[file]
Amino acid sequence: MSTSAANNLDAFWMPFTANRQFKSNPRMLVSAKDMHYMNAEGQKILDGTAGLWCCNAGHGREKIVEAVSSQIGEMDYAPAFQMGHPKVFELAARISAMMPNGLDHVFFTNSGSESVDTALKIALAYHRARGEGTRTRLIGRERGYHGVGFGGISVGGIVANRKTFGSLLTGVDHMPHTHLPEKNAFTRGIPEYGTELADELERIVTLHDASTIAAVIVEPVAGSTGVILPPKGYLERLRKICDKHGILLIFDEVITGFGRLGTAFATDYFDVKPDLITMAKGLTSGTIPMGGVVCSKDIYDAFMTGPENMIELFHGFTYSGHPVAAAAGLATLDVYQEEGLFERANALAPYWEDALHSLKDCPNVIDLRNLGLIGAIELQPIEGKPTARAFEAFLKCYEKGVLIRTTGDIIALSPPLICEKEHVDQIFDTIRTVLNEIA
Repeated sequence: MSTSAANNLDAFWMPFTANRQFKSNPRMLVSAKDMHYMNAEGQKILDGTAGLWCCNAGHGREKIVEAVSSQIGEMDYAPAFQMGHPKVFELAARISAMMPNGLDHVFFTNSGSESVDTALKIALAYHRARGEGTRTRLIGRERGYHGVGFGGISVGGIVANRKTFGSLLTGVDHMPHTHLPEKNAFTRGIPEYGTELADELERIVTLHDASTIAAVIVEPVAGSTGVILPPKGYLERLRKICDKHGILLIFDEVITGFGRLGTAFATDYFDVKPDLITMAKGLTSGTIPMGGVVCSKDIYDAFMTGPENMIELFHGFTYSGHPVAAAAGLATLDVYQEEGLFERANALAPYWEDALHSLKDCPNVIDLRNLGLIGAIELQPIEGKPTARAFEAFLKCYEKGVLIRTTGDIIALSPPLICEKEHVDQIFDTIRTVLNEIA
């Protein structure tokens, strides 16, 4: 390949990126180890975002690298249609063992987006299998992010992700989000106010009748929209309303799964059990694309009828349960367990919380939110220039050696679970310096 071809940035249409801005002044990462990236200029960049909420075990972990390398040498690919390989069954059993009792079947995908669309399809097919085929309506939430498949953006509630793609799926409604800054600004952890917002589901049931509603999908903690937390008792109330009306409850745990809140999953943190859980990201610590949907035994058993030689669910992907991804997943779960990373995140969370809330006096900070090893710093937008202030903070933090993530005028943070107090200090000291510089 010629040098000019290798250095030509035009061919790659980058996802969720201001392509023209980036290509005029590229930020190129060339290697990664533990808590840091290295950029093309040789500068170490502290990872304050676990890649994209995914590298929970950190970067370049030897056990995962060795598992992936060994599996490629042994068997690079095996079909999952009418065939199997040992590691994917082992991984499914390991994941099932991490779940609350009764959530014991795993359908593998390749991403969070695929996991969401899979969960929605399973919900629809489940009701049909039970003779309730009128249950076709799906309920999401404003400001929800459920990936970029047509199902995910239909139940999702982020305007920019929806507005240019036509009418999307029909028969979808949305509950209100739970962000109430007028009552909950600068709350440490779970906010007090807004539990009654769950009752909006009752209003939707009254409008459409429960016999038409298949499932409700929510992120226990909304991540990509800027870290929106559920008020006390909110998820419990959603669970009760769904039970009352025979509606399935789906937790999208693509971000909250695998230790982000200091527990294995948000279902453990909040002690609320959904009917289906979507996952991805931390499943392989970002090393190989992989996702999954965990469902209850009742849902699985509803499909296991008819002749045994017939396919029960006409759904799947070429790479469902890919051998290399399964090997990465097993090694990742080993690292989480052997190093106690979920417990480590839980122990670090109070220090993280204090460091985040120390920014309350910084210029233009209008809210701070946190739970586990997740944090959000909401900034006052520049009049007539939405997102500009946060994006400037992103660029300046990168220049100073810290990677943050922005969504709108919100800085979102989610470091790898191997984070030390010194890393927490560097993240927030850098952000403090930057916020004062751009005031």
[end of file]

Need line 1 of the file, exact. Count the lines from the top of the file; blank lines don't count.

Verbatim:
Amino acid sequence: MSTSAANNLDAFWMPFTANRQFKSNPRMLVSAKDMHYMNAEGQKILDGTAGLWCCNAGHGREKIVEAVSSQIGEMDYAPAFQMGHPKVFELAARISAMMPNGLDHVFFTNSGSESVDTALKIALAYHRARGEGTRTRLIGRERGYHGVGFGGISVGGIVANRKTFGSLLTGVDHMPHTHLPEKNAFTRGIPEYGTELADELERIVTLHDASTIAAVIVEPVAGSTGVILPPKGYLERLRKICDKHGILLIFDEVITGFGRLGTAFATDYFDVKPDLITMAKGLTSGTIPMGGVVCSKDIYDAFMTGPENMIELFHGFTYSGHPVAAAAGLATLDVYQEEGLFERANALAPYWEDALHSLKDCPNVIDLRNLGLIGAIELQPIEGKPTARAFEAFLKCYEKGVLIRTTGDIIALSPPLICEKEHVDQIFDTIRTVLNEIA